Updated: Nov 14
How did you get the idea for the John Sanders series? Why did you choose to make him a psychologist?
At sixteen, I stumbled upon a poignant narrative about mental illness that resonated deeply within me, igniting an idea that refused to leave. When I read Dale Carnegie's best-selling book, How to Win Friends and Influence People I was struck by the question he posed: "Why do people go insane?
Carnegie goes on to share a physician's story of a woman whose tragic life brought her to his psychiatric hospital. In my novel, Sanders' Starfish, I shaped the character of Rebecca after this woman because I was so deeply troubled by the last words Carnegie shared about her in his account: "Tragic? Oh, I don't know. Her physician said to me: 'If I could stretch out my hand and restore her sanity, I wouldn't do it. She's much happier as she is.'"
Those lines sparked the beginning sketch of Sanders’ Starfish. Over the next ten years, I researched, listened, and learned whatever I could about this self-posed question, “Is a person better off trying to escape reality than face the life they are given?”
Which of your characters in "Sanders Starfish" do you feel most drawn to and why do you think that is?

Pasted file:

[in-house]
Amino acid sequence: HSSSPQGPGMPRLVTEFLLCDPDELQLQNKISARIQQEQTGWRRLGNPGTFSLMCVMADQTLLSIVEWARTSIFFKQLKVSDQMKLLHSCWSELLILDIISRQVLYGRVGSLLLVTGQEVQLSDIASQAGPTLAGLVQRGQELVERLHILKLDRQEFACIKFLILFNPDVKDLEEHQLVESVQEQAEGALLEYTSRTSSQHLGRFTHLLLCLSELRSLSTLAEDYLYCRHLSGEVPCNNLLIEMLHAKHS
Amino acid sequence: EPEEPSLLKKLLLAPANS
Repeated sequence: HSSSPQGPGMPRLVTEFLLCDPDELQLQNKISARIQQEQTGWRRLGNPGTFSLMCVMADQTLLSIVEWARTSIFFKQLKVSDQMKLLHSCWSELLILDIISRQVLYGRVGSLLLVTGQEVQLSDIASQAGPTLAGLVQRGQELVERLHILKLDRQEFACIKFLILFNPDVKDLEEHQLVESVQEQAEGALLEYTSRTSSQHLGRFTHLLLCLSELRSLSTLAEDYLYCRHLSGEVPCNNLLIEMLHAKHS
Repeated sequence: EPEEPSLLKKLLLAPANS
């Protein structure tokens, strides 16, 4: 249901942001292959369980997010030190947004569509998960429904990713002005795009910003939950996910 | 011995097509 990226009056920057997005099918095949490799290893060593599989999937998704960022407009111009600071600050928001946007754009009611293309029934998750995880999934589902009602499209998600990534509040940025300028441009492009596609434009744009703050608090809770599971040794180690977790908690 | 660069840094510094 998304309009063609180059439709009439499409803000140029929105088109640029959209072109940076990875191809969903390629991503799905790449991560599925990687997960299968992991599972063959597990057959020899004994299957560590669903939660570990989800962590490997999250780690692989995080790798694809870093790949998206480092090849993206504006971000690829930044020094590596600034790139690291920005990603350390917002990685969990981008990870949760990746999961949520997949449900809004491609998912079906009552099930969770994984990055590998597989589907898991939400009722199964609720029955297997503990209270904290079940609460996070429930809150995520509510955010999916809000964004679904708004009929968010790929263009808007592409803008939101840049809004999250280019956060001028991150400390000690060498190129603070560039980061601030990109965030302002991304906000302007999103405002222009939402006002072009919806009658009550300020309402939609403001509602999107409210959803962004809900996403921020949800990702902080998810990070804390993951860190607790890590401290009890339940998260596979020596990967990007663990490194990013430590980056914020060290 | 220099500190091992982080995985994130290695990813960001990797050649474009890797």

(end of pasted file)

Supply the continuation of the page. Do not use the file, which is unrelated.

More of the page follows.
Dr. John Sanders is very green, as in naïve as a new psychologist. I used his character to channel my insecurities and aspirations of becoming an author. Rebecca’s character also became very symbolic. She represents an unwillingness to face her fears. Instead, she looks at her dreams through the comforts and safety of a window. To reach who she really wants to become, she must be courageous, step out into the unknown, and face life's uncertainties. This symbolism helped me to work past my fears about publishing my first novel.
In 2003, I brought this vision to life in my debut novel, Sanders’ Starfish. While I crafted a fictional story around mental illness, I strived to bring research and hope to the readers. Now, two decades later, the audiobook rendition of this tale has just been completed, marking a profoundly personal journey, and a special chance to revisit this story. The significance of my first novel has only deepened over time, as it has connected me with readers who found solace and connection through the book’s pages, forging friendships that have become an invaluable reward of this writing endeavor.
"The true test is what you make out of your life despite the illness you face. So the poor want to become rich, or the chronically ill hope to find a cure for their ailments. However, most of us may not ever become free of what distresses us. The true victory comes from working to make a positive, happy life happen, regardless of the challenges we struggle with."
—John Sanders, Sanders Starfish